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with reason to believe it) that there be some artists, that do certainly know an original picture from a copy; and in what age of the world, and by whom drawn : And if so, then I hope it may be as safely affirmed, that what is here presented for theirs, is so like their temper of mind, their other writings, the times, when, and the occasions upon which they were writ, that all readers may safely conclude, they could be writ by none but venerable Mr. Hooker, and the humble and learned Dr. Sanderson.

And lastly, the trouble being now past, I look back and am glad that I have collected these memoirs of this humble man, which lay scattered, and contracted them into a narrower compass; and, if I have by the pleasant toil of so doing, either pleased or profited any man, I have attained what I designed when I first undertook it: but I seriously wish, both for the reader's, and Dr. Sanderson's sake, that posterity had known his great learning and virtue by a better pen; by such a pen, as could have made his life as immortal as his learning and merits ought to be.

I. W.



OctoR ROBERT SANDERSON, the late learned bishop of Lincoln, whose life I intend to write with all truth and equal plainness, was born the nineteenth day of September, in the year of our i'edemption, 1587. The place of his birth was Rotheram in the county of York: a town of good note, and the more, for that Thomas Rotheram, sometime archbishop of that see, was born in it; a man, whose great wisdom and bounty, and sanctity of life, gave a denomination to it, or hath made it the more memorable; as indeed it ought also to be, for being the birth-place of our Robert Sanderson. And, the reader will be of my belief, if this humble relation of his life can hold any proportion with his great sanctity, his useful learning, and his many other extraordinary endowments.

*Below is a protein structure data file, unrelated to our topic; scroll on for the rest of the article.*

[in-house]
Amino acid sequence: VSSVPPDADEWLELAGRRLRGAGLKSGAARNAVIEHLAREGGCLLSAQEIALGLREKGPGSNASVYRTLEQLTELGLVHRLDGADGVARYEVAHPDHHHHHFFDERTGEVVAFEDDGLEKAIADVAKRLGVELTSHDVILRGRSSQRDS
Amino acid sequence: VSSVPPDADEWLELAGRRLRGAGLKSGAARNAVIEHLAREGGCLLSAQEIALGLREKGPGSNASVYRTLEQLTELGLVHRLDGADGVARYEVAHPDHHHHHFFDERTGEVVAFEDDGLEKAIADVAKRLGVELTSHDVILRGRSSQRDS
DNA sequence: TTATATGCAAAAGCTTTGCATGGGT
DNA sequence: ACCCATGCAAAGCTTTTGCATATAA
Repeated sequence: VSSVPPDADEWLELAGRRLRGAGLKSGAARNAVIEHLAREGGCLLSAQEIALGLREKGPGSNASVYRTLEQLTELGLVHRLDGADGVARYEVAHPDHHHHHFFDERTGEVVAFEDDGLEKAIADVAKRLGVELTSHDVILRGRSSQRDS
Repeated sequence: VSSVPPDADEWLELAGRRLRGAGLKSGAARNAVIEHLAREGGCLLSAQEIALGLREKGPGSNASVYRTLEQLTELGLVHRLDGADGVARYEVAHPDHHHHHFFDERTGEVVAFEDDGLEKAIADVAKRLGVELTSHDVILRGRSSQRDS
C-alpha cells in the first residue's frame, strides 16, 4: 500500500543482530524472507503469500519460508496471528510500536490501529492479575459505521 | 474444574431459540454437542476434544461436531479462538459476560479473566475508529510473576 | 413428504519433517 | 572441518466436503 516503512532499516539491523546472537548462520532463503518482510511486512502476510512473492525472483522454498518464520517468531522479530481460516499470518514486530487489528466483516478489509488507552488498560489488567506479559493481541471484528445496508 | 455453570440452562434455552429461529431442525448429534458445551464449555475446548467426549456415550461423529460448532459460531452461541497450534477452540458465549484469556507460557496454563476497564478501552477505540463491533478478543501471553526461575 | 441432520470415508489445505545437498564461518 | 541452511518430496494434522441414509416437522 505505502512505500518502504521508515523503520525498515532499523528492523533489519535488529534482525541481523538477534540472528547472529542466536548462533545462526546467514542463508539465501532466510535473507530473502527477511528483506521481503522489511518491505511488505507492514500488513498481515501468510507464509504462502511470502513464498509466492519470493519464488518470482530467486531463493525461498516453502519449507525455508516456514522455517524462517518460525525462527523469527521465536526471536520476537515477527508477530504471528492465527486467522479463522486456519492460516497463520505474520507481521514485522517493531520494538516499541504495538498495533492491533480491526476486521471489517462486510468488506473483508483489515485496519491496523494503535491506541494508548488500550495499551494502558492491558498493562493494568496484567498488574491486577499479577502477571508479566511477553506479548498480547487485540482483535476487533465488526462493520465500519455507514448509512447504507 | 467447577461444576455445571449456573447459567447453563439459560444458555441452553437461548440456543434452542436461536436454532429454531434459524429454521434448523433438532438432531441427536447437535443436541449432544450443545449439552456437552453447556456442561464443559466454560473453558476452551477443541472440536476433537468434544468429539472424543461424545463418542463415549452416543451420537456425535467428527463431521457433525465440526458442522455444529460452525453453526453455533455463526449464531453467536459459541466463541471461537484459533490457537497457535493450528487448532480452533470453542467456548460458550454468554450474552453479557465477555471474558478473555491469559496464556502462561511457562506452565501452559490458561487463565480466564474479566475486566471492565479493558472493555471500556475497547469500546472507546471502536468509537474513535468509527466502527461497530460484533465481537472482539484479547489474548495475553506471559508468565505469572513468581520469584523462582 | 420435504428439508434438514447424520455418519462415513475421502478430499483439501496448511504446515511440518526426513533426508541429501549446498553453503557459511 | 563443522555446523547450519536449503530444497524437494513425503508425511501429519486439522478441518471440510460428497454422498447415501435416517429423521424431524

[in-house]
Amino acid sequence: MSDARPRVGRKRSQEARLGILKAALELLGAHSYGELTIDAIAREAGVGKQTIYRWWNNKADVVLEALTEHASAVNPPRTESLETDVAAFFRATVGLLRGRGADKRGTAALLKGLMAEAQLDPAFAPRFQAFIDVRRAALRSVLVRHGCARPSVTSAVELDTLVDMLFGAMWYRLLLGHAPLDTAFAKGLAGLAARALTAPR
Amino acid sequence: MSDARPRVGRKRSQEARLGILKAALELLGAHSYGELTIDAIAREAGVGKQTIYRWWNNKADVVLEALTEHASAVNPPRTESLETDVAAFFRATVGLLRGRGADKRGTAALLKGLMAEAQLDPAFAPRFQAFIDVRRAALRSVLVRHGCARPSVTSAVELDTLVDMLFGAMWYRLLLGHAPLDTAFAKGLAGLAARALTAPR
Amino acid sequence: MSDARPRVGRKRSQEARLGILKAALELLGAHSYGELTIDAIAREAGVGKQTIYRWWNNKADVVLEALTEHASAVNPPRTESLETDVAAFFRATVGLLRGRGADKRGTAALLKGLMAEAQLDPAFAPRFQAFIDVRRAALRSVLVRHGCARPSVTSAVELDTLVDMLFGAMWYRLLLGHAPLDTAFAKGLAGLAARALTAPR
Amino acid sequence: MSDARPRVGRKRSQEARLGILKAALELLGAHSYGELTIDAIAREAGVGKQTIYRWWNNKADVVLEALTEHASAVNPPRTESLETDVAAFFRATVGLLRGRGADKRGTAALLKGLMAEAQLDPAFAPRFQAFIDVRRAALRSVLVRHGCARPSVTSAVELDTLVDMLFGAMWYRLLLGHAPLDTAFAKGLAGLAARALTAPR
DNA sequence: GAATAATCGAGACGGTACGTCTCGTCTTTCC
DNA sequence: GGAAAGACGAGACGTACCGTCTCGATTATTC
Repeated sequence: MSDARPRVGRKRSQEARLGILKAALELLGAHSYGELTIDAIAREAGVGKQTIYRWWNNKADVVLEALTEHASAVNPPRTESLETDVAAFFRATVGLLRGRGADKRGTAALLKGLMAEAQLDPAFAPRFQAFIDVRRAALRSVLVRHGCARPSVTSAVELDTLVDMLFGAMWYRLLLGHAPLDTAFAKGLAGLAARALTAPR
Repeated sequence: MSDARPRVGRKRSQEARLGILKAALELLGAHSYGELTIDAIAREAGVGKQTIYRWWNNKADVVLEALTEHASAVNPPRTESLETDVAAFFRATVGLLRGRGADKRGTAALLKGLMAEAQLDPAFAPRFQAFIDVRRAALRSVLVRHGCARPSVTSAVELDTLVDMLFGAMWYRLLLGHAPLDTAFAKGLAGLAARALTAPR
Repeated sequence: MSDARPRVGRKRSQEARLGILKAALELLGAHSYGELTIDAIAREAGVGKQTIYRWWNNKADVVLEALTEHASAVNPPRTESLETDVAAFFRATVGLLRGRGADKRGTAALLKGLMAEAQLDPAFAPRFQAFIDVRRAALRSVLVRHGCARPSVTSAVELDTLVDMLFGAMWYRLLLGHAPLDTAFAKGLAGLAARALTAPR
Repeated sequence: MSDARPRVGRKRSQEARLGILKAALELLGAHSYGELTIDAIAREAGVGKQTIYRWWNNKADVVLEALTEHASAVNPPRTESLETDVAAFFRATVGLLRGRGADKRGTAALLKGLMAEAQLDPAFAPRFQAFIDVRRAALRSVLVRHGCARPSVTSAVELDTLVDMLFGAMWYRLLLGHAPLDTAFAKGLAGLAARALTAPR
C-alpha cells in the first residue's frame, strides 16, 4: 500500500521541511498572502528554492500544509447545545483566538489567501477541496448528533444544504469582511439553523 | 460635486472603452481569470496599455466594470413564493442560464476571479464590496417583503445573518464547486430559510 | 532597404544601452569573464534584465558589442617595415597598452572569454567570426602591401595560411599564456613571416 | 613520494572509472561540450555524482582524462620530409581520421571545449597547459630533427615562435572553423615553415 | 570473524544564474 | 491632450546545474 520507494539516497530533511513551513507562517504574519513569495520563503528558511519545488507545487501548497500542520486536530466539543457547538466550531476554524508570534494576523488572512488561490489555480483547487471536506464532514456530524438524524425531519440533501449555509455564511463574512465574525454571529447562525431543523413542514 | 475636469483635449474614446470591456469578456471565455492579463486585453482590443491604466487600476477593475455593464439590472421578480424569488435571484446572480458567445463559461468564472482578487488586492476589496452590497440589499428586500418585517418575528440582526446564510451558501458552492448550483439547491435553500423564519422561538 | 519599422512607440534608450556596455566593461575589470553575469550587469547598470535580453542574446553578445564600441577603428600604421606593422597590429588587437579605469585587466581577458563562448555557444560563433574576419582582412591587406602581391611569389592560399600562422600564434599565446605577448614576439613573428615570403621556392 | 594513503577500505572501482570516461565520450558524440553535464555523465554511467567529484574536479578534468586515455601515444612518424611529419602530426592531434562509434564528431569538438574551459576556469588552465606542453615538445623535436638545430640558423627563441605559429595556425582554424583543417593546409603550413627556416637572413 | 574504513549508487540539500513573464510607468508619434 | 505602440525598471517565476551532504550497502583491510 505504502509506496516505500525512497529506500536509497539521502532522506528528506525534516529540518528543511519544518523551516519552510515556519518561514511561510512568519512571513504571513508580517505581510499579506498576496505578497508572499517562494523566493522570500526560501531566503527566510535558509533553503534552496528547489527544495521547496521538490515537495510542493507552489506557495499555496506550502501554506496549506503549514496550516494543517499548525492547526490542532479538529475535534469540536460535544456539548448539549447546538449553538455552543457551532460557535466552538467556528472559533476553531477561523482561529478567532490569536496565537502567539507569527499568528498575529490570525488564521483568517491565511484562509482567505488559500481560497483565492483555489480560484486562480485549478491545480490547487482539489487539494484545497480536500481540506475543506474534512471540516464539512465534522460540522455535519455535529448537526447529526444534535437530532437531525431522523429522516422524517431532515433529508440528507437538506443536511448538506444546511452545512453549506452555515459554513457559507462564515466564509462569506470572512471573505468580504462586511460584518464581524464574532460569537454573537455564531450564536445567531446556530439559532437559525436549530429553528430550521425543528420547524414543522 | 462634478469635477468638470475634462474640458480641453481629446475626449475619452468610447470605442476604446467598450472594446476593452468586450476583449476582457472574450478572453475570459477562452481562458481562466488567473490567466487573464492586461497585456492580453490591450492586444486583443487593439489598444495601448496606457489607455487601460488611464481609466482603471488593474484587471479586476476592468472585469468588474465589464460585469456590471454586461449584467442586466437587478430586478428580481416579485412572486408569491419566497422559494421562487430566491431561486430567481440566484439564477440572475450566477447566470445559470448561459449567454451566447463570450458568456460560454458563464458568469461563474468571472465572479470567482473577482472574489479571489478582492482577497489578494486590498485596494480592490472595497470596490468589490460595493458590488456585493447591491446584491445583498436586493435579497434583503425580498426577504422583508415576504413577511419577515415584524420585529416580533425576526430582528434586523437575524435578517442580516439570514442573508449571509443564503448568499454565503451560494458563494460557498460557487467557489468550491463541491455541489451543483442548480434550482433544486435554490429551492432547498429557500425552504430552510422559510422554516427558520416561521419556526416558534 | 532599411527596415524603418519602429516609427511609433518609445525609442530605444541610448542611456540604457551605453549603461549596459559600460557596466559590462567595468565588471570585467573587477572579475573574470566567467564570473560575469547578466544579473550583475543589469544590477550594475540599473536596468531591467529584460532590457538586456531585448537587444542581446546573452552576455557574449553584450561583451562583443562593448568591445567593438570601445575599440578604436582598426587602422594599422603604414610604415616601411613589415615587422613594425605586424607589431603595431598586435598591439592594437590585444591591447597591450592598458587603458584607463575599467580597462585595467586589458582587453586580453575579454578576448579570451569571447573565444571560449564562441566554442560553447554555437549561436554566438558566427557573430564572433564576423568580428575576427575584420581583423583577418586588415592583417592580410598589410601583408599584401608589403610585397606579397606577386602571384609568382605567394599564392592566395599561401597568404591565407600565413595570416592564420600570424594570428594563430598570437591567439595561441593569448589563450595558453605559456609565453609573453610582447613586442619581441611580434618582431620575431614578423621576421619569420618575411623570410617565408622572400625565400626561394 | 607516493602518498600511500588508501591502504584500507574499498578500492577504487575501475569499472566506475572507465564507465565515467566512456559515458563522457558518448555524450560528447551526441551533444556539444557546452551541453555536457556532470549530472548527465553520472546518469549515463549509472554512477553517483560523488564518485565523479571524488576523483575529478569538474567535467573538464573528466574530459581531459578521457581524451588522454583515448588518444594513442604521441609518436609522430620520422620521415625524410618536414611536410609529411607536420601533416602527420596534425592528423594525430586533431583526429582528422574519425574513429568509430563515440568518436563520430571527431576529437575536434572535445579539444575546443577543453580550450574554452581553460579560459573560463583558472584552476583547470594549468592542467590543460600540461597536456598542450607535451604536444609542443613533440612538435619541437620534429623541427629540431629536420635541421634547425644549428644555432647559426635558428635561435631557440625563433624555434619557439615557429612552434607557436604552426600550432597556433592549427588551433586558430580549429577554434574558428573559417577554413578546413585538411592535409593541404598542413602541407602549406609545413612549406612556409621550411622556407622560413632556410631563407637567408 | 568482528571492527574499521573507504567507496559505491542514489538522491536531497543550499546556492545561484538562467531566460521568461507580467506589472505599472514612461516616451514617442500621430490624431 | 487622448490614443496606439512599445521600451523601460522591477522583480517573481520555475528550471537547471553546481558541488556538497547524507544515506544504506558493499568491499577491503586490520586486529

He was the second and youngest son of Robert Sanderson of Gilthwait-hall in the said parish and county, esq. by Elizabeth one of the daughters of Richard Carr of Buterthwate-hall, in the parish of Ecclesfield in the said county of York, gentleman.

This Robert Sanderson the father, was descended from a numerous, ancient and honourable family of his own name: for the search of which truth, I refer my reader, that inclines to it, to Dr. Thoroton's history of the Antiquities of Nottinghamshire, and other records; not thinking it neces. sary here to engage hin iuto a search for bare titles, which are noted to have in them nothing of.

reality :

reality: for, titles not acquired, but derived only, do but shew us who of our ancestors have, and how they have atchieved that honour which their descendants claim, and may not be worthy to enjoy. For if those titles descend to persons that degenerate into vice, and break off the continued line of learning, or valour, or that virtue that acquired them, they destroy the very foundation upon which that honour was built ; and all the rubbish of their degenerousness ought to fall heavy on such dishonourable heads; ought to fall so heavy, as to degrade them of their titles, and blast their memories with reproach and shame.